Assessments of Population Structure, Diversity, and Phylogeography of the Swiss Needle Cast Fungus (Phaeocryptopus gaeumannii) in the U.S. Pacific Northwest Public Deposited

http://ir.library.oregonstate.edu/concern/articles/tx31qk39g

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  • Swiss needle cast (SNC) is a foliar disease of Douglas-fir (Pseudotsuga menziesii) caused by Phaeocryptopus gaeumannii (Rohde) Petrak. This fungus is endemic to western North America, where it has historically had little impact in native forests. However, increasing disease severity in western Oregon since the 1990s has prompted renewed interest in P. gaeumannii and SNC. For this study, we analyze multilocus microsatellite genotypes from 482 single-spore isolates from 68 trees across 14 sites in the western Coast Range of Oregon and southwestern Washington. This study assesses genotypic variation and genetic structure at several levels of population hierarchy. Despite the observation that most of the genetic variation occurred within subpopulations, our analyses detected significant differentiation at all hierarchical levels. Clustering among the 482 isolates based on genetic distance clearly supports the existence of two previously described cryptic lineages of P. gaeumannii in the western United States. The two lineages occur in varying proportions along latitudinal and longitudinal gradients in western Oregon and Washington, suggesting a relationship between climate and phylogeography. Sites near Tillamook, Oregon, where SNC is most severe, consist of sympatric subpopulations in which the two lineages comprise roughly equal proportions.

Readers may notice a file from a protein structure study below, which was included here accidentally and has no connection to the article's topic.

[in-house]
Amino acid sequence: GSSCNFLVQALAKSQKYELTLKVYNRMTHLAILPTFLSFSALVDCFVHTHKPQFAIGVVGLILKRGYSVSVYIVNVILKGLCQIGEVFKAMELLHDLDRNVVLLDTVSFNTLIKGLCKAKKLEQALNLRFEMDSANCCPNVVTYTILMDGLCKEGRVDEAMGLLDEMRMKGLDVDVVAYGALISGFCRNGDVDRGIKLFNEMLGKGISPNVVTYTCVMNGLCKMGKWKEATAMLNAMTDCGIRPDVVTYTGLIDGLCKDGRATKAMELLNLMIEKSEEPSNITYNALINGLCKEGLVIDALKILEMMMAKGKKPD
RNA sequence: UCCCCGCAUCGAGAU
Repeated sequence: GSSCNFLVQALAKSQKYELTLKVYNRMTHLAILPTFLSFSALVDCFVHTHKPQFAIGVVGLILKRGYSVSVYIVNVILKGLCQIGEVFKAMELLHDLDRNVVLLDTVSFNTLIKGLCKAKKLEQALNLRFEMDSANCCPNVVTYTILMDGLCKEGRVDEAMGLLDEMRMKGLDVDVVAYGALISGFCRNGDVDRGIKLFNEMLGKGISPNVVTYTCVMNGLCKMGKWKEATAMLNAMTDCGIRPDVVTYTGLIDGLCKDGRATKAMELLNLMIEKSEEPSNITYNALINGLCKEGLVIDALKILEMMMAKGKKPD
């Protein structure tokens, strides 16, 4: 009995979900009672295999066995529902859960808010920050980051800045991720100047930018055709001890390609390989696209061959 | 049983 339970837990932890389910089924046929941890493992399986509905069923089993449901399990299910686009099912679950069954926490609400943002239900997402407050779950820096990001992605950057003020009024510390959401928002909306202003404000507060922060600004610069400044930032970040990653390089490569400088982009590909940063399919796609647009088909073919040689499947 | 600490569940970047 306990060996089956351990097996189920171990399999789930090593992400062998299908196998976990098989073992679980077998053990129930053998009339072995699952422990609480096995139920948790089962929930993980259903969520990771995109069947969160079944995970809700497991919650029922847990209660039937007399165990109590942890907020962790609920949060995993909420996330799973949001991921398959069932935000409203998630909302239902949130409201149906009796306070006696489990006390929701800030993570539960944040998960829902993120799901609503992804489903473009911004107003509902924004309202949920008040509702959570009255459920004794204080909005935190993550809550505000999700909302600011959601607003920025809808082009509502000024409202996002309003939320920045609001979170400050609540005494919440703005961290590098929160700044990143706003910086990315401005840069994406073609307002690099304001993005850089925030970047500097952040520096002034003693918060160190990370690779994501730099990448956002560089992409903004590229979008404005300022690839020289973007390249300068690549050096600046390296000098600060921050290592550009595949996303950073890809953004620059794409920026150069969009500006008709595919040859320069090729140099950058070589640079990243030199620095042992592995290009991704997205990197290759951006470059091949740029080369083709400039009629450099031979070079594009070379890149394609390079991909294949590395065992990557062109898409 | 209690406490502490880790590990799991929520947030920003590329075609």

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  • Bennett, P., & Stone, J. (2016). Assessments of Population Structure, Diversity, and Phylogeography of the Swiss Needle Cast Fungus (Phaeocryptopus gaeumannii) in the U.S. Pacific Northwest. Forests, 7(1), 14. doi:10.3390/f7010014
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